In 1990 the best collegiate track athletes gathered for the NCAA Championships. As the runner leading in the men's 15OO meter finals approached the finish line, he looked to his left. Seeing he was still ahead with only a couple of meters to go, he raised his hands in celebration. Because he failed to lean forward to hit the tape, a runner on his right edged him out for the victory. Looking to his side cost him the national championship.

God has called you to "run in such a way that you will win the prize." (1 Cor. 9:24) Turning to your side to compare yourself to others can hinder you from winning God's prize. God's prize is worth far more than a national championship.

By asking yourself, "How do I measure up relative to others?," you invite bondage into your life. You are not entrapped by answering the question in the wrong way; you are entrapped by entertaining the question at all. When you walk through the "Door of Comparison," you will inevitably plunge into one of three pits.

The first pit is the pit of pride--for those who conclude that their superior talent means they are superior to others. They don't realize that their talents are simply gifts from God. "Who sees anything different in you? What do you have that you did not receive? If then you received it, why do you boast as if it were not a gift?" (1 Cor. 4:7)

Those who conclude they are inferior descend instead into the pit of discouragement. They feel hopeless. "I'll never be as good as _____________. Why even try?"

Others motivate themselves by competing with others. Striving to come out on top, they fall headlong into the pit of selfish ambition. Their motives are contaminated. God is not honored by excellence produced by the drive to be better than someone else.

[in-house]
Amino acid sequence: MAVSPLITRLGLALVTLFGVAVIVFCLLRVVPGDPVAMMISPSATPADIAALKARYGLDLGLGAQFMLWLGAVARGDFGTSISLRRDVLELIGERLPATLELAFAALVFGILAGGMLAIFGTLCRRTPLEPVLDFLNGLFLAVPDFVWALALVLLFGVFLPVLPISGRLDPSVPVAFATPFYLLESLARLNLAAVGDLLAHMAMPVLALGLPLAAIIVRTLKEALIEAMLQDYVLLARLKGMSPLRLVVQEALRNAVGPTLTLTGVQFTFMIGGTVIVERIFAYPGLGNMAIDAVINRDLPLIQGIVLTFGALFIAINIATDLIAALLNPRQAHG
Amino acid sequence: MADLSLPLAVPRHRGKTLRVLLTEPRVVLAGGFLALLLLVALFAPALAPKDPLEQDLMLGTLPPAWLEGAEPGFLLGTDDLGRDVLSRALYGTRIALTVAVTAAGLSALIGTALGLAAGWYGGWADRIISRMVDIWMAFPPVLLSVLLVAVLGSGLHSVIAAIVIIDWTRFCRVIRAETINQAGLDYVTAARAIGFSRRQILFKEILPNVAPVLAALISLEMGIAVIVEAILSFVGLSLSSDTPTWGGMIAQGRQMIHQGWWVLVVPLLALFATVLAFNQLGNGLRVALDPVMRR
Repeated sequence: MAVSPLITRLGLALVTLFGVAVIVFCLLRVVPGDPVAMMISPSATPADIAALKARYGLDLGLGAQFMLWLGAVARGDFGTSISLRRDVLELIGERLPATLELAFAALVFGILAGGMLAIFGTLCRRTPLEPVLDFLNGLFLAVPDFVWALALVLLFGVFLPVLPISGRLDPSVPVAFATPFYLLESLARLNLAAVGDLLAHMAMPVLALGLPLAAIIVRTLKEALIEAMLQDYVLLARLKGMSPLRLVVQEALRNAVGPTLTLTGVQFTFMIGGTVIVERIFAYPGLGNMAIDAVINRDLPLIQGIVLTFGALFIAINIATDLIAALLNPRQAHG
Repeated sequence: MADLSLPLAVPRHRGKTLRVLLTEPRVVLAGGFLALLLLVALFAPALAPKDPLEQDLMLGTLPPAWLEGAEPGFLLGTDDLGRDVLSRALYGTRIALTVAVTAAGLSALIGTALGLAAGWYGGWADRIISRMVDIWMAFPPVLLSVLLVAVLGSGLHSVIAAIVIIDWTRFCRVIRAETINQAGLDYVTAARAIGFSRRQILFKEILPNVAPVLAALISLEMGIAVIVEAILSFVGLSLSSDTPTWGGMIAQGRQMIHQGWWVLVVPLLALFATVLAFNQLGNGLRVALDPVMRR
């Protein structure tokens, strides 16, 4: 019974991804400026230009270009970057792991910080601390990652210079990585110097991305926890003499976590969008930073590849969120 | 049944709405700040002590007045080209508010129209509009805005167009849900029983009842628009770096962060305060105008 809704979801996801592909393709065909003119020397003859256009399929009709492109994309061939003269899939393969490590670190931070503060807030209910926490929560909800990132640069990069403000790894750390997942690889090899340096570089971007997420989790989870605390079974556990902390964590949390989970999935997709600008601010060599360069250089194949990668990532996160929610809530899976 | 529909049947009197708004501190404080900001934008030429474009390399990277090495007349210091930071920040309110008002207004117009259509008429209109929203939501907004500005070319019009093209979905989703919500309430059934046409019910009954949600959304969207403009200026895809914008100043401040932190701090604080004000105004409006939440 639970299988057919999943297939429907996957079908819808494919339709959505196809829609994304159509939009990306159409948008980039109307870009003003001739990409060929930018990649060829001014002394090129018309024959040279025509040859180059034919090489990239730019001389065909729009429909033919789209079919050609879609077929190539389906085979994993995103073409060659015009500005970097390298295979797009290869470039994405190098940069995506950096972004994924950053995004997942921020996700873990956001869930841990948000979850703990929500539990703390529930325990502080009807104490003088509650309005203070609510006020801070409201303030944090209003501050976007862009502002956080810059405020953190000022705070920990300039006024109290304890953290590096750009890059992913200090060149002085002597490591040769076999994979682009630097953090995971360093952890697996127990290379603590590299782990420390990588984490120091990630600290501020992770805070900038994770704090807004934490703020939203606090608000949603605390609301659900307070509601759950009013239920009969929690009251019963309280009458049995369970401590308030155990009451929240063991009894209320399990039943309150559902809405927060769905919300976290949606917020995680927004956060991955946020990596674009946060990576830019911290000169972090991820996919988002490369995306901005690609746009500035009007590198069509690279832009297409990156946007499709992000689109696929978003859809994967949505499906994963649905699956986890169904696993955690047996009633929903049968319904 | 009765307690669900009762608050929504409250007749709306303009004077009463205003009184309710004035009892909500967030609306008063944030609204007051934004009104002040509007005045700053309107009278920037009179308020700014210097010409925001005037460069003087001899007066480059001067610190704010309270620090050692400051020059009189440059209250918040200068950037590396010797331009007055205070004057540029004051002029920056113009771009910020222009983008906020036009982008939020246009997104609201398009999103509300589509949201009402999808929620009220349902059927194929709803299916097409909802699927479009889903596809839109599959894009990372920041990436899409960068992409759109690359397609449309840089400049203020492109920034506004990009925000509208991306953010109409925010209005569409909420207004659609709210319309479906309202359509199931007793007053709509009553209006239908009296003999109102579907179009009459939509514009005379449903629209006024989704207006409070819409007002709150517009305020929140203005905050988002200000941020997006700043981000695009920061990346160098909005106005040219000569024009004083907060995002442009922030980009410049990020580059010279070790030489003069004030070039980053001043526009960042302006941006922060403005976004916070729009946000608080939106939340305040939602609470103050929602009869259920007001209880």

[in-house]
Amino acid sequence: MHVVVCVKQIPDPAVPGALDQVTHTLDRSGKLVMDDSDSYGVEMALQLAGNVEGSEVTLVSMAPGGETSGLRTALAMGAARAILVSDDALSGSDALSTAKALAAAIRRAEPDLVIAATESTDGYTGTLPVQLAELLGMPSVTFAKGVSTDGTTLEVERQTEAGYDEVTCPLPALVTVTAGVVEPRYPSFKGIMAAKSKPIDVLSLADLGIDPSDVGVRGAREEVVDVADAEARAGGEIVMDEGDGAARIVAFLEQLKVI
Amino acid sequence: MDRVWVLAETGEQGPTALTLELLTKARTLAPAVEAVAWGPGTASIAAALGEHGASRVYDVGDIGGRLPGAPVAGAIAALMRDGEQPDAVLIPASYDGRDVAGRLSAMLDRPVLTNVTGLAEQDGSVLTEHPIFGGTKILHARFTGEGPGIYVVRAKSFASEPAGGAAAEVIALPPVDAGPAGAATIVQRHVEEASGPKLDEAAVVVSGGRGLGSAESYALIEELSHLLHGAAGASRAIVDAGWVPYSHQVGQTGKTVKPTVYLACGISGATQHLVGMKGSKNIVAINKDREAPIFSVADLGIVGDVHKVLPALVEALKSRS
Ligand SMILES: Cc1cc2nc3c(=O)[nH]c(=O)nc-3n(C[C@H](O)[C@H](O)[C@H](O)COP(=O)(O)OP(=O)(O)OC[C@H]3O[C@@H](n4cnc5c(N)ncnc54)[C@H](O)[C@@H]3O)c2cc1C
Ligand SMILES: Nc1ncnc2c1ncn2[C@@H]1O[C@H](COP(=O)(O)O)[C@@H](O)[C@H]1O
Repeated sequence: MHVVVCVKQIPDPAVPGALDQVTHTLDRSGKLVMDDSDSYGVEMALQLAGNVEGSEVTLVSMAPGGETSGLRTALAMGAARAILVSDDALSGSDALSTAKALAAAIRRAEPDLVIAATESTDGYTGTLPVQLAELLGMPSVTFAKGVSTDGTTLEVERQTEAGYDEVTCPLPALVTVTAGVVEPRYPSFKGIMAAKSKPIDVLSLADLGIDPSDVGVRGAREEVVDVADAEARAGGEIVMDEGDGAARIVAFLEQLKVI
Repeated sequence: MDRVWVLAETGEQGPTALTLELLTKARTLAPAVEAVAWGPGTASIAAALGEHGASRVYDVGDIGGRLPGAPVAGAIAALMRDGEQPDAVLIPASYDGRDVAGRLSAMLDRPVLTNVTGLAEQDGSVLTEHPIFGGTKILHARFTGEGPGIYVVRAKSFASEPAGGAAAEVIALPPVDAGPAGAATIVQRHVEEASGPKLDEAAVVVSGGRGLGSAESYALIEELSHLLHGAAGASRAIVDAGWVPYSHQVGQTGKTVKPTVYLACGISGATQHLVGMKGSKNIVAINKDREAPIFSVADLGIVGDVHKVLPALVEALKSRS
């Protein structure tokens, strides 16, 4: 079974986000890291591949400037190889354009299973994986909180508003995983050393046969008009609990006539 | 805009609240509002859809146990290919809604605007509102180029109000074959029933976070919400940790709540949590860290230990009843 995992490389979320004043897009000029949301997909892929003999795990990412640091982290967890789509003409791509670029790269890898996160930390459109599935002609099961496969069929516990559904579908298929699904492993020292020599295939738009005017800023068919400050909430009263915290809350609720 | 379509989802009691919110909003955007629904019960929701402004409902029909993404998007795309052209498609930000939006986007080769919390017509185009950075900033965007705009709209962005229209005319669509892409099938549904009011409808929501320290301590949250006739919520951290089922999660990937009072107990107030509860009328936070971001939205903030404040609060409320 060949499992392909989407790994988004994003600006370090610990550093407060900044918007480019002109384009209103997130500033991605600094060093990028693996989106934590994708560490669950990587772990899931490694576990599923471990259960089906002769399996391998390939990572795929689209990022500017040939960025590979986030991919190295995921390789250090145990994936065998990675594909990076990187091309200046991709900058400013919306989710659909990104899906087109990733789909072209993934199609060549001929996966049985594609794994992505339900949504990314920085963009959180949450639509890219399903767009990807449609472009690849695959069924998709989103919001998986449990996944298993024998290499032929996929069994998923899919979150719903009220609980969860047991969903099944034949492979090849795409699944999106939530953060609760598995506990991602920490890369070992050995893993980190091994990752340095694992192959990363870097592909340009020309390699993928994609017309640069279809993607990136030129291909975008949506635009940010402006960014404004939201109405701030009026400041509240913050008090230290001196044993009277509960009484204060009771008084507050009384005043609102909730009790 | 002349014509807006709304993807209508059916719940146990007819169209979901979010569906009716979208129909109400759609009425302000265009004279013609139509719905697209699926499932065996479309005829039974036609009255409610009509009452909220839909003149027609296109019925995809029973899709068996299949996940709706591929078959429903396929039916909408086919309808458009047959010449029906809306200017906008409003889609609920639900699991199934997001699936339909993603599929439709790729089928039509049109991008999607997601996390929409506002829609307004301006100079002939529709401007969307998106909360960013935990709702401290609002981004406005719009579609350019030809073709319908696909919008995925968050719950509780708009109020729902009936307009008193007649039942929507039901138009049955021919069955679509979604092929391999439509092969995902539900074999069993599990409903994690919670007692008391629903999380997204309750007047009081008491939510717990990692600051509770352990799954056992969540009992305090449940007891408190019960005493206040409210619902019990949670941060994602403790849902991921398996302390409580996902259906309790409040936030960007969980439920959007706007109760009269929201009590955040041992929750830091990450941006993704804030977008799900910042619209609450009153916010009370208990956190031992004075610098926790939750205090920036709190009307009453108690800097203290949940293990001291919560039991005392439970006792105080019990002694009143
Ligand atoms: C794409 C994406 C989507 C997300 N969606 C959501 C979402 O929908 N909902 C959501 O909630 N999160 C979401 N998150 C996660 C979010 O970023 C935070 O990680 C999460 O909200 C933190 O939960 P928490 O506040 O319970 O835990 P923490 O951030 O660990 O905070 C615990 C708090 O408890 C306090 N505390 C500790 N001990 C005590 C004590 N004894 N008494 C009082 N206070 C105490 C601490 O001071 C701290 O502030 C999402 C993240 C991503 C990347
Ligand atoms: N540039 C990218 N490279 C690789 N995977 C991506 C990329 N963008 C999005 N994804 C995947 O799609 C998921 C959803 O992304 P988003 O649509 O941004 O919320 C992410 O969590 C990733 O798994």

Many people base their self-image on their judgment of how they stack up to others. They go through the Door of Comparison because they are deceived into thinking that how they compare to others really matters.

Freedom from these traps comes from realizing 1) God is the only judge that counts, and 2) God will not judge you by comparing you to others. He will judge you relative to what He's given you. "To whom much is given, much will be required." (Luke 12:48b) Greater talent brings greater responsibility.

Imagine standing at the Judgment Seat watching Christ judge the person in front of you. That person says, "Lord, you gave me two talents, and here, now I have four." The Lord responds, "Well done, good and faithful servant, you have been faithful in little, I will make you master over much. Enter into the joy of your master!"

You breathe a sigh of relief. When it is your turn, you say, "Lord, I have four talents too." The Lord responds, "Four!? But I gave you ten to start with!"

You should strive for excellence, not so you can be better (smarter, richer, stronger, etc.) than someone else, but so that God may be glorified. A Stephen Curtis Chapman song says, "God wants your best, not your 'better than.'" If you want to win eternal reward, "work heartily as unto the Lord and not unto men, knowing that from the Lord, you will receive the inheritance as your reward." (Col. 3:23-24)

Jamie Lash                     

(assisted by Brent Wallace)






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